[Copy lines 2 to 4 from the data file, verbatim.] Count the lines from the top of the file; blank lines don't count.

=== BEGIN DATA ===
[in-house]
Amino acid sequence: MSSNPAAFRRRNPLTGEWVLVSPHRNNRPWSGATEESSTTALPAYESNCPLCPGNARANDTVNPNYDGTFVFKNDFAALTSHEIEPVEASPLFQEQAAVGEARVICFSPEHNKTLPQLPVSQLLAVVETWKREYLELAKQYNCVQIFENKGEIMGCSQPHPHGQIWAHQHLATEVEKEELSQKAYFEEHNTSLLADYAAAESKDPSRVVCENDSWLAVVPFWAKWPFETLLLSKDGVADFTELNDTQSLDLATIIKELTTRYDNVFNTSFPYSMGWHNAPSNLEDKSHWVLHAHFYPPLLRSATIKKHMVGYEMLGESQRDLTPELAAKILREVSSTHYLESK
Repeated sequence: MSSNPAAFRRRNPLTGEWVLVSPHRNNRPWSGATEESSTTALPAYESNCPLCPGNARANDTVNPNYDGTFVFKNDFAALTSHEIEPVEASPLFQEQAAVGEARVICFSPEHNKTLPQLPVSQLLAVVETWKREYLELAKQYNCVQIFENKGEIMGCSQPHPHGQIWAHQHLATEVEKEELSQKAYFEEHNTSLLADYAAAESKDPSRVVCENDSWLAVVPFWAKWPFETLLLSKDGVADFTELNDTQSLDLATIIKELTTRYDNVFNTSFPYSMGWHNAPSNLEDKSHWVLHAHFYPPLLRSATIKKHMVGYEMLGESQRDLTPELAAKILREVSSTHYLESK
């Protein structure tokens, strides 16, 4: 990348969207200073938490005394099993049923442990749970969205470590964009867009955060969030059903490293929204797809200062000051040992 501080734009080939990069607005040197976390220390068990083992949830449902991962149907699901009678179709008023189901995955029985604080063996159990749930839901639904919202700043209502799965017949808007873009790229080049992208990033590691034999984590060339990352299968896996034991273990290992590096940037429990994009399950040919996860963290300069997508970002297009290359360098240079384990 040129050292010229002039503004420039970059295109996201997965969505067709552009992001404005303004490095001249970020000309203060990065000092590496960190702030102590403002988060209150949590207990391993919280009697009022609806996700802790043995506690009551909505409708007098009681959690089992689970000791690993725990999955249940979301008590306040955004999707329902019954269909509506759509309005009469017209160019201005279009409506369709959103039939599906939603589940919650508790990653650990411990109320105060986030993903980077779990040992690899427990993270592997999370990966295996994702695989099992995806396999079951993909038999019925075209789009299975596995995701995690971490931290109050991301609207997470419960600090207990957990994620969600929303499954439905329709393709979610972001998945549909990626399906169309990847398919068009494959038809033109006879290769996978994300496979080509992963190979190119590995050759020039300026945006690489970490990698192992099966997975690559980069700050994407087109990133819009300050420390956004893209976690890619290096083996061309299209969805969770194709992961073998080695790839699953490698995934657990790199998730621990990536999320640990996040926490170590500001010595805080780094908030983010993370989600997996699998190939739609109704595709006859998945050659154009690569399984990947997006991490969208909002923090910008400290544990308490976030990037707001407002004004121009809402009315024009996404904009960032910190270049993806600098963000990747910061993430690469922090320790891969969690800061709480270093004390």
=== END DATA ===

Amino acid sequence: MSSNPAAFRRRNPLTGEWVLVSPHRNNRPWSGATEESSTTALPAYESNCPLCPGNARANDTVNPNYDGTFVFKNDFAALTSHEIEPVEASPLFQEQAAVGEARVICFSPEHNKTLPQLPVSQLLAVVETWKREYLELAKQYNCVQIFENKGEIMGCSQPHPHGQIWAHQHLATEVEKEELSQKAYFEEHNTSLLADYAAAESKDPSRVVCENDSWLAVVPFWAKWPFETLLLSKDGVADFTELNDTQSLDLATIIKELTTRYDNVFNTSFPYSMGWHNAPSNLEDKSHWVLHAHFYPPLLRSATIKKHMVGYEMLGESQRDLTPELAAKILREVSSTHYLESK
Repeated sequence: MSSNPAAFRRRNPLTGEWVLVSPHRNNRPWSGATEESSTTALPAYESNCPLCPGNARANDTVNPNYDGTFVFKNDFAALTSHEIEPVEASPLFQEQAAVGEARVICFSPEHNKTLPQLPVSQLLAVVETWKREYLELAKQYNCVQIFENKGEIMGCSQPHPHGQIWAHQHLATEVEKEELSQKAYFEEHNTSLLADYAAAESKDPSRVVCENDSWLAVVPFWAKWPFETLLLSKDGVADFTELNDTQSLDLATIIKELTTRYDNVFNTSFPYSMGWHNAPSNLEDKSHWVLHAHFYPPLLRSATIKKHMVGYEMLGESQRDLTPELAAKILREVSSTHYLESK
């Protein structure tokens, strides 16, 4: 990348969207200073938490005394099993049923442990749970969205470590964009867009955060969030059903490293929204797809200062000051040992 501080734009080939990069607005040197976390220390068990083992949830449902991962149907699901009678179709008023189901995955029985604080063996159990749930839901639904919202700043209502799965017949808007873009790229080049992208990033590691034999984590060339990352299968896996034991273990290992590096940037429990994009399950040919996860963290300069997508970002297009290359360098240079384990 040129050292010229002039503004420039970059295109996201997965969505067709552009992001404005303004490095001249970020000309203060990065000092590496960190702030102590403002988060209150949590207990391993919280009697009022609806996700802790043995506690009551909505409708007098009681959690089992689970000791690993725990999955249940979301008590306040955004999707329902019954269909509506759509309005009469017209160019201005279009409506369709959103039939599906939603589940919650508790990653650990411990109320105060986030993903980077779990040992690899427990993270592997999370990966295996994702695989099992995806396999079951993909038999019925075209789009299975596995995701995690971490931290109050991301609207997470419960600090207990957990994620969600929303499954439905329709393709979610972001998945549909990626399906169309990847398919068009494959038809033109006879290769996978994300496979080509992963190979190119590995050759020039300026945006690489970490990698192992099966997975690559980069700050994407087109990133819009300050420390956004893209976690890619290096083996061309299209969805969770194709992961073998080695790839699953490698995934657990790199998730621990990536999320640990996040926490170590500001010595805080780094908030983010993370989600997996699998190939739609109704595709006859998945050659154009690569399984990947997006991490969208909002923090910008400290544990308490976030990037707001407002004004121009809402009315024009996404904009960032910190270049993806600098963000990747910061993430690469922090320790891969969690800061709480270093004390």